Between the buyouts and the buoyant earnings reports, something has to lift this market higher before the year is over. I didn't help matters Friday, bringing up several companies that are projected to post lower quarterly earnings this week. Thankfully, there will be far more companies improving their bottom lines this week than those going the wrong way.

Let's go over seven publicly traded companies that are expected to stand tall this week by posting year-over-year improvement on the bottom line.

Company

Latest Quarter's EPS (Estimated)

Year-Ago Quarter's EPS

Best Buy (NYSE: BBY)

$0.46

$0.37

Pall (NYSE: PLL)

$0.64

$0.57

FedEx (NYSE: FDX)

$1.19

$0.58

Oracle (Nasdaq: ORCL)

$0.36

$0.30

Herman Miller (Nasdaq: MLHR)

$0.26

$0.22

Pier 1 Imports (NYSE: PIR)

$0.11

($0.16)

Research In Motion (Nasdaq: RIMM)

$1.35

$1.03

Source: Yahoo! Finance.

Clearing the table
Let's start at the top with Best Buy. The consumer electronics chain is a great proxy for the economy. Stocking the gadgetry that shoppers crave, Best Buy is the undisputed champ in its niche. Some of its smaller rivals are getting creamed, but Best Buy is well-positioned heading into the always critical holiday shopping season.

Pall is on a roll these days. The filtration and biopharmaceuticals company posted a 58% improvement in net income during its most recent quarter. Analysts see slower growth in tomorrow's report, but growth nonetheless.

FedEx is the overnight delivery giant. If Best Buy provides a good way to get a read on the consumer, FedEx is a decent barometer for the state of our corporate economy. The popularity of email and faxes may be eating into some of the important documents that need to get (physically) somewhere else in a hurry, but the pros see FedEx's profitability more than doubling come Thursday's report.

Oracle is a leader in enterprise software, and it seems to get stronger with every acquisition. Oracle CEO Larry Ellison is a serial buyer, to the point of perhaps blurring the difference between organic growth and gains made through absorbing smaller corporate coders. Oracle apparently also collects discarded CEOs, going by its recent move to bring on Mark Hurd, formerly of Hewlett-Packard.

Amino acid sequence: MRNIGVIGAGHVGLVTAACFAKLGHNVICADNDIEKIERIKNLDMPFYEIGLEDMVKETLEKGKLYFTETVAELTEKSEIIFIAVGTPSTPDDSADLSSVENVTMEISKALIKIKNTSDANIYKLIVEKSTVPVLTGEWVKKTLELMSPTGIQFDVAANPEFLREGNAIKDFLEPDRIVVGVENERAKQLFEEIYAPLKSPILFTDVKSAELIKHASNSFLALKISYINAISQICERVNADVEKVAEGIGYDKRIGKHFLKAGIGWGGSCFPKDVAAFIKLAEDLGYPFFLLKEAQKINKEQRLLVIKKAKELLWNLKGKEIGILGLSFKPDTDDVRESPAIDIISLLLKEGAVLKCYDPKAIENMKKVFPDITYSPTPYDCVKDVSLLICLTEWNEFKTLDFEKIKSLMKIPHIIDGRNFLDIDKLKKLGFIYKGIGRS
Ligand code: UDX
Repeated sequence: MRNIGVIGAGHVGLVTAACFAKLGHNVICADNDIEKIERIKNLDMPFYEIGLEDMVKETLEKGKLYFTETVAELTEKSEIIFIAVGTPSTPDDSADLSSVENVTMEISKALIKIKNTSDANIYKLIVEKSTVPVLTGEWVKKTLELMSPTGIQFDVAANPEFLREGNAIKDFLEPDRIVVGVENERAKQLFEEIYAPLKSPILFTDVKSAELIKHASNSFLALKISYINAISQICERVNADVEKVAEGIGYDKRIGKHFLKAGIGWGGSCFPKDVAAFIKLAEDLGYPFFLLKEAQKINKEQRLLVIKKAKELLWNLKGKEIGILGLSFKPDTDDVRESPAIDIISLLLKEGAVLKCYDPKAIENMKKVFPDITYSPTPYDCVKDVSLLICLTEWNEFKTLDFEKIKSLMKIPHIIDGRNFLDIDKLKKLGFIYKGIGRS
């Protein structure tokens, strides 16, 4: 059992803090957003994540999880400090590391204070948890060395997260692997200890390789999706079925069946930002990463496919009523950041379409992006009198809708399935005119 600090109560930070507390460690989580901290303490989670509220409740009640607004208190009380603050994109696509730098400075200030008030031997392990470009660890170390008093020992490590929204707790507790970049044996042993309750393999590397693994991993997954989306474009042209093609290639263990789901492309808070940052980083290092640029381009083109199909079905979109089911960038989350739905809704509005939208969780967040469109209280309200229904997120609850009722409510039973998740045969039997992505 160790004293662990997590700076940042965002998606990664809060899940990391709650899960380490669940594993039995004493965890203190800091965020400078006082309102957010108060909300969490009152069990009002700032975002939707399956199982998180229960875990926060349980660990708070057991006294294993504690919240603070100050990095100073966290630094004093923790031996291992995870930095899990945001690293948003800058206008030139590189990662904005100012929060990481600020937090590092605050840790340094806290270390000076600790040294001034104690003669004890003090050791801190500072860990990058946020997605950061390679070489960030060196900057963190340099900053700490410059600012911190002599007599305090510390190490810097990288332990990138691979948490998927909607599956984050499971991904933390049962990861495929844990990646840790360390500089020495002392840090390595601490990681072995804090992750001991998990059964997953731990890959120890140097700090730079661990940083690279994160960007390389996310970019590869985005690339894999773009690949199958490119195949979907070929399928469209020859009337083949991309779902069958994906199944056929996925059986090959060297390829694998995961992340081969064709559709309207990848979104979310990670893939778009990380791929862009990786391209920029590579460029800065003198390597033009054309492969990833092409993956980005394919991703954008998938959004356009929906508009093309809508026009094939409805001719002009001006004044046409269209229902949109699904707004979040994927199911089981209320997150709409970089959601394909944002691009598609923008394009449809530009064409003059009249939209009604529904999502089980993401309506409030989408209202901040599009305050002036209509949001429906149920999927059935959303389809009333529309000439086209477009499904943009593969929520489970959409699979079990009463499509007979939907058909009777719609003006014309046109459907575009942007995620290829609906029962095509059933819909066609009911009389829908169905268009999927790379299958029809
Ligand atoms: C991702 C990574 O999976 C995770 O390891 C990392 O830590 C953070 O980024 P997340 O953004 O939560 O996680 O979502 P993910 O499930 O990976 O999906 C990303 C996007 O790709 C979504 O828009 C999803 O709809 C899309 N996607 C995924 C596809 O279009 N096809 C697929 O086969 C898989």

Herman Miller makes furniture, primarily office fixtures. A rise in orders in its previous quarter hints at strength in its fiscal first quarter, but we'll have to see how the cubicles stack up this week. Did I mention that Herman Miller invented the cubicle? For better or worse, it did. It was also the company behind the high-end Aeron chair that many associated with the dot-com bubble, since it seemed as if every Internet upstart turned venture capital investments into Aeron orders.

Pier 1 may be one of the market's biggest success stories. Shares traded for as little as $0.10 last year, when the leveraged home furnishings retailer was posting losses and seemed to be barreling toward bankruptcy. The stock has been a 75-bagger since bottoming out, and this should be its fourth consecutive quarter of profitability. You can rip up your Pier 1 death pool entries now.

Finally, we have Research In Motion. The BlackBerry maker is an easy target for bears. Its smartphone lines seem dated, as folks crave iPhones and Android-backed devices. However, the twist here is that RIM is still growing nicely. It's still nabbing millions of new users every passing quarter. If RIM lives up to expectations -- growing its earnings by 31% this quarter -- reports of its demise may prove to be greatly exaggerated (OK, for the near term, at least).

Cross those fingers, but know the fundamentals
Investors in these seven stocks have a right to be excited. They are all improving their financial situations. They are worthy of the gains that the market rally has bestowed upon them over the past year.

I wouldn't be uncomfortable owning any of these companies. They're doing the right thing, regardless of Mr. Market's mood swings.

The expectations may be high, but these seven stocks wouldn't have it any other way.

Are you a buyer or a seller of stocks these days? Share your strategy in the comments box below.

Best Buy and FedEx are Motley Fool Stock Advisor recommendations. Motley Fool Options has recommended buying calls on Best Buy, which is also a Motley Fool Inside Value selection. The Fool owns shares of Best Buy, FedEx, and Oracle. Try any of our Foolish newsletter services free for 30 days

True to its name, The Motley Fool is made up of a motley assortment of writers and analysts, each with a unique perspective; sometimes we agree, sometimes we disagree, but we all believe in the power of learning from each other through our Foolish community.

Longtime Fool contributor Rick Munarriz prefers to look at the bright side of life -- and strife. He does not own shares in any of the companies in this story. He is also part of the Rule Breakers newsletter research team, seeking out tomorrow's ultimate growth stocks a day early. The Fool has a disclosure policy.